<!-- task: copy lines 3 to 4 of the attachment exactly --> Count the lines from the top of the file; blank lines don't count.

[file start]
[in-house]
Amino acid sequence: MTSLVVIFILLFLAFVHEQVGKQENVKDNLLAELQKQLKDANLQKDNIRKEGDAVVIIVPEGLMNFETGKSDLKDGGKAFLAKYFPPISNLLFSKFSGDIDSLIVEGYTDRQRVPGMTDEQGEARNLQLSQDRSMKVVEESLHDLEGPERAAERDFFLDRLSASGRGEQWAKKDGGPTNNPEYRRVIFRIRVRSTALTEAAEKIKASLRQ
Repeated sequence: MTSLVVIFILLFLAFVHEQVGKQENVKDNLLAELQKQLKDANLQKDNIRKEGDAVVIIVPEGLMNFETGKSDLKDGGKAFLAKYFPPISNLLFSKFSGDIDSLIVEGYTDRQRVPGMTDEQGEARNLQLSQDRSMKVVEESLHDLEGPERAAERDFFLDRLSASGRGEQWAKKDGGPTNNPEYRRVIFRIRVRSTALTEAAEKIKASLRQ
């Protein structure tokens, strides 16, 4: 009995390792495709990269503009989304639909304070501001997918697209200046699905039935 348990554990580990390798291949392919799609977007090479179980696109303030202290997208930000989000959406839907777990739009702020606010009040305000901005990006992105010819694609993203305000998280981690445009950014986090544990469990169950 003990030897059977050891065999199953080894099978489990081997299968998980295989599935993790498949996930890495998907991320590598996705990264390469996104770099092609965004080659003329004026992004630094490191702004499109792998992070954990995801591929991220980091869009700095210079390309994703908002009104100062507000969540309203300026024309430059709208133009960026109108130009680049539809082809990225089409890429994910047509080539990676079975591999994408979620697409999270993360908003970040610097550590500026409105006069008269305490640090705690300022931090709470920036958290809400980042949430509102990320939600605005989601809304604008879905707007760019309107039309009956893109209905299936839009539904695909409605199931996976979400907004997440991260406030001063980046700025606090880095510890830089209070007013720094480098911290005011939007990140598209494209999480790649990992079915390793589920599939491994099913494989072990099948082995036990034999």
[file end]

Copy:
Repeated sequence: MTSLVVIFILLFLAFVHEQVGKQENVKDNLLAELQKQLKDANLQKDNIRKEGDAVVIIVPEGLMNFETGKSDLKDGGKAFLAKYFPPISNLLFSKFSGDIDSLIVEGYTDRQRVPGMTDEQGEARNLQLSQDRSMKVVEESLHDLEGPERAAERDFFLDRLSASGRGEQWAKKDGGPTNNPEYRRVIFRIRVRSTALTEAAEKIKASLRQ
């Protein structure tokens, strides 16, 4: 009995390792495709990269503009989304639909304070501001997918697209200046699905039935 348990554990580990390798291949392919799609977007090479179980696109303030202290997208930000989000959406839907777990739009702020606010009040305000901005990006992105010819694609993203305000998280981690445009950014986090544990469990169950 003990030897059977050891065999199953080894099978489990081997299968998980295989599935993790498949996930890495998907991320590598996705990264390469996104770099092609965004080659003329004026992004630094490191702004499109792998992070954990995801591929991220980091869009700095210079390309994703908002009104100062507000969540309203300026024309430059709208133009960026109108130009680049539809082809990225089409890429994910047509080539990676079975591999994408979620697409999270993360908003970040610097550590500026409105006069008269305490640090705690300022931090709470920036958290809400980042949430509102990320939600605005989601809304604008879905707007760019309107039309009956893109209905299936839009539904695909409605199931996976979400907004997440991260406030001063980046700025606090880095510890830089209070007013720094480098911290005011939007990140598209494209999480790649990992079915390793589920599939491994099913494989072990099948082995036990034999």